Inaccessible beaches, leisure activities at a standstill, the curtain down on restaurants and shops, the few hotels still open in recent weeks have not been able to fill the reservation book. However, beyond the constraints of administrative closures for health reasons, this period was also an opportunity to remember that tourism can only be conceived in a well-established ecosystem, where the offer is complete and attractive and the organization able to build customer loyalty.
It’s no secret that local tourism players such as bed and breakfast, small campsites, historic heritage managers do not have the time, the means, or the technical skills to think up a global offer. coordinated on a territory, combined with a real tourist experience. Admittedly, the offices, regional and departmental tourism committees admirably play the role of aggregator of offers, which over time has evolved into a real promoter and facilitator for the local leisure and tourism industry. But in such a tense competitive environment, promotion alone is clearly no longer enough, nor even isolated marketing initiatives.
Develop your vision of dynamic local tourism
Local tourism players rely mainly on large reservation centers to sell overnight stays and visits, giving them up to 20% of their profitability without guarantee of better visibility.
However, there are already some French initiatives that show that it is possible to better sell activities and more. All are based on technological concepts combining online reservation solutions, creation of customer profiles, guarantees and payment facilities and above all tourism value propositions. Thus planning solutions for itinerant tourism enthusiasts can be built from catalogs of localized offers and around predefined itineraries. But the tourist examples are not the only ones to know how to nourish the inspiration. Sometimes it is enough to look at what is happening nearby in other areas. Supermarket drives, for example, strive to offer their customers products that can be accommodated with what is already in the basket.
So, in terms of local tourism, how can we offer consumers a truly stocked basket? To move from a codependency of tourism stakeholders to a co-construction beneficial to all in a given territory, it is necessary to understand the principle of omnichannel, remote contracting and the importance of the role of payment in monitoring. and customer loyalty.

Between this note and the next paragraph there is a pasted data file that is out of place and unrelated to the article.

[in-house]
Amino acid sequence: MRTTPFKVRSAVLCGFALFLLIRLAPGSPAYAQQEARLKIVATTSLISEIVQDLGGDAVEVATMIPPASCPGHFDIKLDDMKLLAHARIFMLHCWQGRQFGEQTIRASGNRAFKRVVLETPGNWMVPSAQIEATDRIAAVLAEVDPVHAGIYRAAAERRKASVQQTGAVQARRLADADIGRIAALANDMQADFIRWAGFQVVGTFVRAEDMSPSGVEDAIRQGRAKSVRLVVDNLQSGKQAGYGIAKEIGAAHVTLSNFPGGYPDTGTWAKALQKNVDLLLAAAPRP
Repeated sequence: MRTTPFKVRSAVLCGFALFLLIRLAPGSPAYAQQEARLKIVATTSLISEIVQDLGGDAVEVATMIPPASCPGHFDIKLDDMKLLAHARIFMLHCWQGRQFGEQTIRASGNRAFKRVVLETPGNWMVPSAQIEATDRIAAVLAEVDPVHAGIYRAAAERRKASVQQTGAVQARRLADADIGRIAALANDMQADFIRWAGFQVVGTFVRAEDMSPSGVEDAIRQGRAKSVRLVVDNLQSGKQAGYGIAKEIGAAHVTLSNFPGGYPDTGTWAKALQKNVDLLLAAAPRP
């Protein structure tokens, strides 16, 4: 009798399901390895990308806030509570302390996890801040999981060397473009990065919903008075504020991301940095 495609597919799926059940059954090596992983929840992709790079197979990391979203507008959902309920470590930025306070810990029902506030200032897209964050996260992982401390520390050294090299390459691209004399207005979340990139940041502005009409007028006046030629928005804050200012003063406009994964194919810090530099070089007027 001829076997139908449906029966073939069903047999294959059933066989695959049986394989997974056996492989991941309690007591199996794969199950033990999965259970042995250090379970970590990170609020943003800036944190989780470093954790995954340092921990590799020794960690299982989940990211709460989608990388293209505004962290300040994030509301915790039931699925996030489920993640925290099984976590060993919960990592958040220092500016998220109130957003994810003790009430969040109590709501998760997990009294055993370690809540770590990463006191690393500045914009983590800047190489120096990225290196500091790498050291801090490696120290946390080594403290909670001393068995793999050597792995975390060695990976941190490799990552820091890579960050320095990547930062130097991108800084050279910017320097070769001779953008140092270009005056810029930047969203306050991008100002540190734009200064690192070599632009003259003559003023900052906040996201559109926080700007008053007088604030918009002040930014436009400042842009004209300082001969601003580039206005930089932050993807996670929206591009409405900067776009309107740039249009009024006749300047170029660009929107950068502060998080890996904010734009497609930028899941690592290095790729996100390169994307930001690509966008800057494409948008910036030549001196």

Objective: push contractualization to the end
While it is not a question of definitively banning the large reservation centers which can play an interesting role in off-peak periods, it is not relevant to use them in high season, where demand is high and pending. of value propositions. To succeed in attracting and retaining holidaymakers, we need to design a range of services that will add to the attractiveness of a territory, in a logic of a unified customer journey, consolidating a sparse and disseminated local offer.
To cement a process made up of dispersed acts of sale, and nurture the local economy, this is where digital reservation and payment solutions come in. Today they do much more than organize payment, they are the foundation of loyalty. They make it possible to draw up a customer profile, likely to be found by any tourism actor integrated into the digital ecosystem. This profile facilitates future purchases, whether online or on site, and is an incentive. The history it establishes makes it possible to anticipate new needs and to offer adapted services, which until now had not enough visibility to be consumed.
The right structure
In these territories benefiting from a brand that the tourist offices intend to promote, a digital ecosystem made up of multiple individuals can be deployed. But to make it sustainable, it must be supported by a structure with strong enough backs to ensure its technological functioning and take responsibility for omnichannel marketing in a context of federated local players, promoters of each other.
Will the tourist offices and committees take on this role to definitively exit from the sole aggregation of offers? A hotel chain perhaps, already used to the exercise and sensing all the interest in communicating on a range of richer tourist offers? An existing local tourist market place? There is not only one form of organization and certainly local particularities will play a full role in the definition of the future local digital tourism ecosystem.
From local to national, unite around standards
The new French OTA project provoked a lot of reactions, often dubious. This is partly because the federation of local tourist actors on a national level has always been an Arlesian. Faced with international platforms, holders of immense technological know-how, moreover, the ambition to challenge tourist disintermediation is something to be wondering about.
The disruptive innovation that the tourism and leisure sector is calling for is not always where it is expected. In this case, it lies much more in the creation and sharing of common standards than in the construction from scratch of a national platform. It is only around fully adopted technological standards that the local tourist offer will find value and French destinations marketed, why not, ultimately, within an OTA that is both sovereign and efficient.